The ups and downs of lively Lawrence

IT was hardly what you would call ideal matchday preparation.

Liam Lawrence has revealed it was only during the hours leading up to Tuesday’s victory over Andorra that he learned, by chance, of an apparent setback in his move from Stoke City to Portsmouth.

Lawrence was having lunch at the Irish team hotel in Portmarnock when, inadvertently, Robbie Keane broke the news – which he’d seen on the television – that the deal had broken down.

Says the midfielder: “I didn’t know anything until Keano said at dinner, ‘What’s going on?’ I said ‘What do you mean?’ and he said ‘I think you’d better ring your agent’. So I rang my agent and he said that he didn’t want to bother me while I was away.

“He said, ‘I didn’t want to wreck your head while you’re concentrating on tonight’s game’. The Portsmouth manager said that as well. I spoke to (Steve) Cotterill and he said, ‘I didn’t want to bother you with it’ so I left them to sort it out.” Lawrence was due to join Portsmouth on a permanent move in the deal which took Marc Wilson the other way but, at the eleventh hour, the transfer was stopped by the Football League on the grounds that the required paperwork had not been completed on time.

The matter now appears to have been resolved, however, with a loan deal agreed between the clubs which, all going well, will be made permanent in January.

The saga is just the latest bizarre twist in Lawrence’s recent rollercoaster history, as his club and international careers have grown distinctly out of sync.

Arguably Ireland’s man-of-the-match in the World Cup play-off in Paris, Lawrence has since cemented his place in the Trapattoni scheme of things with impressive outings in the opening two Euro qualifiers.

None of which, however, has been enough to prevent a clearly gifted player from tumbling out of the Premier League and into the Championship.

“Obviously, it’s a step down,” he accepts. “The Premier League is one of the best leagues in the world but it’s a new challenge. I’ve been in the Championship before and done well. I’ve got to be playing regular football, especially if I want to come and perform for Ireland.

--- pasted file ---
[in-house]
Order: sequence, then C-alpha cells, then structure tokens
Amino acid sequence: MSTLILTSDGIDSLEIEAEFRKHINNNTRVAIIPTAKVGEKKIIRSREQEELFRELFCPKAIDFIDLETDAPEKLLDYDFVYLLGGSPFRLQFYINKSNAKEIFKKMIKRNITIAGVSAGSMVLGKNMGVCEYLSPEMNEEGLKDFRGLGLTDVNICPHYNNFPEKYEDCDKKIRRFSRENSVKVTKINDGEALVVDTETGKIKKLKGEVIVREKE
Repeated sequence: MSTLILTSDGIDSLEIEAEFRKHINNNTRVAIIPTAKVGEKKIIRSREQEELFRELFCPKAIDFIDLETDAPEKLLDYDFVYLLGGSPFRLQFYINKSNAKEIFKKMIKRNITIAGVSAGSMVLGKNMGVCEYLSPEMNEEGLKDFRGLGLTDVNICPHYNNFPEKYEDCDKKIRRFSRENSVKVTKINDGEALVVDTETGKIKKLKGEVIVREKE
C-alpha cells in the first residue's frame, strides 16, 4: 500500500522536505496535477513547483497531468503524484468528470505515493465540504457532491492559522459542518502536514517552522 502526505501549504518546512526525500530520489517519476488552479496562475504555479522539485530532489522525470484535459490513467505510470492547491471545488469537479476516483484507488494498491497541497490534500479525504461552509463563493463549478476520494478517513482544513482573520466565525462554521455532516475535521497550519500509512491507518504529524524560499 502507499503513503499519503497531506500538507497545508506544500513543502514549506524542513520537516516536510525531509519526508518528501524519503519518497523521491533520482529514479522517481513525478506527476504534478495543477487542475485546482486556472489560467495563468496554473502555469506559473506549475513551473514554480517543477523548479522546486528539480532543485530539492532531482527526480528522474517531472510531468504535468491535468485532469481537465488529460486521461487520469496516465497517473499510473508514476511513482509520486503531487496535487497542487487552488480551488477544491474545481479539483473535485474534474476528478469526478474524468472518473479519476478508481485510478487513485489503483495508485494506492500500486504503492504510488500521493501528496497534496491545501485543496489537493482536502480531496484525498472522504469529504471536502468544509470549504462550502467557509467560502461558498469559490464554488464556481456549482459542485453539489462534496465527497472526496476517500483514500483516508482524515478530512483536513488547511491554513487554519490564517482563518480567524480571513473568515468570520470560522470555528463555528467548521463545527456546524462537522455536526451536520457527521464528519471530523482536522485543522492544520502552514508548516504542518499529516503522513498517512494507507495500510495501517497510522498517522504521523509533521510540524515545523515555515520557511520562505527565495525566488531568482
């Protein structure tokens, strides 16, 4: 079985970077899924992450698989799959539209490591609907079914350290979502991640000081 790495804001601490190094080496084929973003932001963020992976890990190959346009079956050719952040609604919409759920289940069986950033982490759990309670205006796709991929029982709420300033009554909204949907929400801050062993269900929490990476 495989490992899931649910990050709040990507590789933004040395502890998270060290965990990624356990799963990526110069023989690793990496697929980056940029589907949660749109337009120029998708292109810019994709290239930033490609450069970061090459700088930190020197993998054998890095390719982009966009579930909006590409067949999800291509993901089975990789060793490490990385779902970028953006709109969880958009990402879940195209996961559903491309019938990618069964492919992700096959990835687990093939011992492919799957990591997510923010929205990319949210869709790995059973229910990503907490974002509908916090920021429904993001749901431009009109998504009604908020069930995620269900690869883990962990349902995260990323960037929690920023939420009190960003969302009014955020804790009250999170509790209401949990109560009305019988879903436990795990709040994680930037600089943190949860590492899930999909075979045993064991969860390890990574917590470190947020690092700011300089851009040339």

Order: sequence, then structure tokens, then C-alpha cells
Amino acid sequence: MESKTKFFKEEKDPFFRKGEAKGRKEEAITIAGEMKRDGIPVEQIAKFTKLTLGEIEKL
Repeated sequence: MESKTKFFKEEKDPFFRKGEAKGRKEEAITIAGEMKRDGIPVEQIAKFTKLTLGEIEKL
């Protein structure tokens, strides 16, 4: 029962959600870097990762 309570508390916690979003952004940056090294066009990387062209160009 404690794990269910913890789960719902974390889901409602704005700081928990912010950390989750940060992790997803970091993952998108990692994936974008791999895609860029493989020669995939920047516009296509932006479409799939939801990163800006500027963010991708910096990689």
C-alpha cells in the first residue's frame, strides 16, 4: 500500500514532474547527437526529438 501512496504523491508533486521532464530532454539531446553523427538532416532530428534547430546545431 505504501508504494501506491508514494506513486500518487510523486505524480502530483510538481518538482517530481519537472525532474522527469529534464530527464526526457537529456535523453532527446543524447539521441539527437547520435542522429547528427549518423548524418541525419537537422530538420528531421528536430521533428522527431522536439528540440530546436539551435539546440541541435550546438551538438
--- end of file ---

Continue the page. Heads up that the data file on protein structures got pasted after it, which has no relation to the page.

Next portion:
“When you’ve not played for three or four weeks, like I did before the Armenia game, it’s really hard work and I’m still only finding my feet now. I need to play, to get my fitness and sharpness so hopefully I’ll do that. And hopefully we can turn the club around.” That would be Pompey, the club which, in recent times, has been turned inside out and upside down in a footballing version of a prolonged soap opera.

“Trust me, it wasn’t an easy decision,” says Lawrence of his move to the south coast.

“I’ve had the family saying ‘Think long and hard.’ That’s why it went so late on the deadline day because I was to-ing and fro-ing all day and it was a real tough decision but the only decision that made it important for me was that I was going to play football. And that’s all I want to do. That’s all I need.’’

Did he consult Trap? “Yes, I did. Before we met up on Sunday and I rang him on the Friday or Saturday and said, ‘Look, I’m thinking about the Portsmouth move, is it going to be ok?’ and he said ‘Yeah, it’s no problem. As long as you’re playing regularly, you’ll always be ok.’

“I still believe I could have done something at Stoke but I wasn’t given the chance in the end. I had to go somewhere else. Do I have a point to prove? Definitely. I did that before when I left Sunderland. I went to Stoke and showed that I was a good player. I’ll do it again now.’’

And on the international scene Lawrence has no doubt whatsoever about the sincerity of Trapattoni’s stated belief that Ireland can go on to win this group.

“He does believe that,” Lawrence said. “He is always positive and always confident because he believes in us. It’s exciting times and if we get a good result in the next game, against Russia, I think we’ve got a hell of a chance.”


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